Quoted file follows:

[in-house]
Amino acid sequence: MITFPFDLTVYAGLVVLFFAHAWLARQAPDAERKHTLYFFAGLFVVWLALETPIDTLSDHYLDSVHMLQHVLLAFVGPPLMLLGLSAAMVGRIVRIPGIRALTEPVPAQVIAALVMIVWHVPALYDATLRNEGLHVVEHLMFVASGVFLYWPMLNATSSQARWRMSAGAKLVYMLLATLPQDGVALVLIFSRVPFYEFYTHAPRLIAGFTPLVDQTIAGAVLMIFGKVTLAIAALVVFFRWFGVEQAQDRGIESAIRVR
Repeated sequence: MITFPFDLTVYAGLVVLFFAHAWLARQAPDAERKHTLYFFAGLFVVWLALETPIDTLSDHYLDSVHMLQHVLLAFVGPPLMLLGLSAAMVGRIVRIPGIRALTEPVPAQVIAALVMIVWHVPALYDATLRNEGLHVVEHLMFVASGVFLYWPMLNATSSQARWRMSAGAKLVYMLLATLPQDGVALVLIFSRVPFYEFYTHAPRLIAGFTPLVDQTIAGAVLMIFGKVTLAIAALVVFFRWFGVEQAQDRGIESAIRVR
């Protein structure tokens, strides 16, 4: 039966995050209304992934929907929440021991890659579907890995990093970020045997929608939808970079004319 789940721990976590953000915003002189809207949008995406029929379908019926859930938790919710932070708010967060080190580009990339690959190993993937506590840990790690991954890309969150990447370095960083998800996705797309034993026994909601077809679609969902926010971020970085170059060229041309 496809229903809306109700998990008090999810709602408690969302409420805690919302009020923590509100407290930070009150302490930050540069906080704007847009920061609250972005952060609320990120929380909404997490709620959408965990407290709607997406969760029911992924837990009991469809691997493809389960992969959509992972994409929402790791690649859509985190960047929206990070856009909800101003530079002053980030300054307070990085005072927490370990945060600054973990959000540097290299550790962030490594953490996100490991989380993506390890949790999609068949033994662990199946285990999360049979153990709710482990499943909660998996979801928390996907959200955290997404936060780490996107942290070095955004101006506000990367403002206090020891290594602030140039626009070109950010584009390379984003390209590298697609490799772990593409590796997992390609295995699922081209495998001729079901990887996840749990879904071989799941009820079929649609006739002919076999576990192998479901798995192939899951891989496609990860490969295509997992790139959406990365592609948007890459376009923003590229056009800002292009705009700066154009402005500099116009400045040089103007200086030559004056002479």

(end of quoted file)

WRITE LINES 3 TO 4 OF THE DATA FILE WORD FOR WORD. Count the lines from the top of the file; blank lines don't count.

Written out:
Repeated sequence: MITFPFDLTVYAGLVVLFFAHAWLARQAPDAERKHTLYFFAGLFVVWLALETPIDTLSDHYLDSVHMLQHVLLAFVGPPLMLLGLSAAMVGRIVRIPGIRALTEPVPAQVIAALVMIVWHVPALYDATLRNEGLHVVEHLMFVASGVFLYWPMLNATSSQARWRMSAGAKLVYMLLATLPQDGVALVLIFSRVPFYEFYTHAPRLIAGFTPLVDQTIAGAVLMIFGKVTLAIAALVVFFRWFGVEQAQDRGIESAIRVR
């Protein structure tokens, strides 16, 4: 039966995050209304992934929907929440021991890659579907890995990093970020045997929608939808970079004319 789940721990976590953000915003002189809207949008995406029929379908019926859930938790919710932070708010967060080190580009990339690959190993993937506590840990790690991954890309969150990447370095960083998800996705797309034993026994909601077809679609969902926010971020970085170059060229041309 496809229903809306109700998990008090999810709602408690969302409420805690919302009020923590509100407290930070009150302490930050540069906080704007847009920061609250972005952060609320990120929380909404997490709620959408965990407290709607997406969760029911992924837990009991469809691997493809389960992969959509992972994409929402790791690649859509985190960047929206990070856009909800101003530079002053980030300054307070990085005072927490370990945060600054973990959000540097290299550790962030490594953490996100490991989380993506390890949790999609068949033994662990199946285990999360049979153990709710482990499943909660998996979801928390996907959200955290997404936060780490996107942290070095955004101006506000990367403002206090020891290594602030140039626009070109950010584009390379984003390209590298697609490799772990593409590796997992390609295995699922081209495998001729079901990887996840749990879904071989799941009820079929649609006739002919076999576990192998479901798995192939899951891989496609990860490969295509997992790139959406990365592609948007890459376009923003590229056009800002292009705009700066154009402005500099116009400045040089103007200086030559004056002479």